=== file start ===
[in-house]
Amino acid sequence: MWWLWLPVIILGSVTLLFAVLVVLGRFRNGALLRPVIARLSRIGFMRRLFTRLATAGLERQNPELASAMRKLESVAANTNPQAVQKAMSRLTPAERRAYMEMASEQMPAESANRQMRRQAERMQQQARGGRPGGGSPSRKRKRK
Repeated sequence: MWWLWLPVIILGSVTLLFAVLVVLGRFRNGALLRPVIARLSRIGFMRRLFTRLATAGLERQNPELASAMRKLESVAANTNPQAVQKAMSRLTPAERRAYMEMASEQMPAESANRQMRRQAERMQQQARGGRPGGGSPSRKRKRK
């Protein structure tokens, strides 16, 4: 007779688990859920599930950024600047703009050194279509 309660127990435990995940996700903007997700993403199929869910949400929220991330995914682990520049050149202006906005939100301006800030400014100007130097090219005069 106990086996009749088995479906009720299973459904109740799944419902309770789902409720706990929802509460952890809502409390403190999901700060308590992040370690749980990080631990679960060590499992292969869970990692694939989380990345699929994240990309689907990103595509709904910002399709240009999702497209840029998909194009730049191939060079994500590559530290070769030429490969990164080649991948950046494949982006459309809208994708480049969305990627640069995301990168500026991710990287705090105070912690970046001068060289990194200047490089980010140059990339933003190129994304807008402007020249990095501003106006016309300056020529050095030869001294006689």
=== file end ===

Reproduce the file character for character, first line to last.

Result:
[in-house]
Amino acid sequence: MWWLWLPVIILGSVTLLFAVLVVLGRFRNGALLRPVIARLSRIGFMRRLFTRLATAGLERQNPELASAMRKLESVAANTNPQAVQKAMSRLTPAERRAYMEMASEQMPAESANRQMRRQAERMQQQARGGRPGGGSPSRKRKRK
Repeated sequence: MWWLWLPVIILGSVTLLFAVLVVLGRFRNGALLRPVIARLSRIGFMRRLFTRLATAGLERQNPELASAMRKLESVAANTNPQAVQKAMSRLTPAERRAYMEMASEQMPAESANRQMRRQAERMQQQARGGRPGGGSPSRKRKRK
């Protein structure tokens, strides 16, 4: 007779688990859920599930950024600047703009050194279509 309660127990435990995940996700903007997700993403199929869910949400929220991330995914682990520049050149202006906005939100301006800030400014100007130097090219005069 106990086996009749088995479906009720299973459904109740799944419902309770789902409720706990929802509460952890809502409390403190999901700060308590992040370690749980990080631990679960060590499992292969869970990692694939989380990345699929994240990309689907990103595509709904910002399709240009999702497209840029998909194009730049191939060079994500590559530290070769030429490969990164080649991948950046494949982006459309809208994708480049969305990627640069995301990168500026991710990287705090105070912690970046001068060289990194200047490089980010140059990339933003190129994304807008402007020249990095501003106006016309300056020529050095030869001294006689």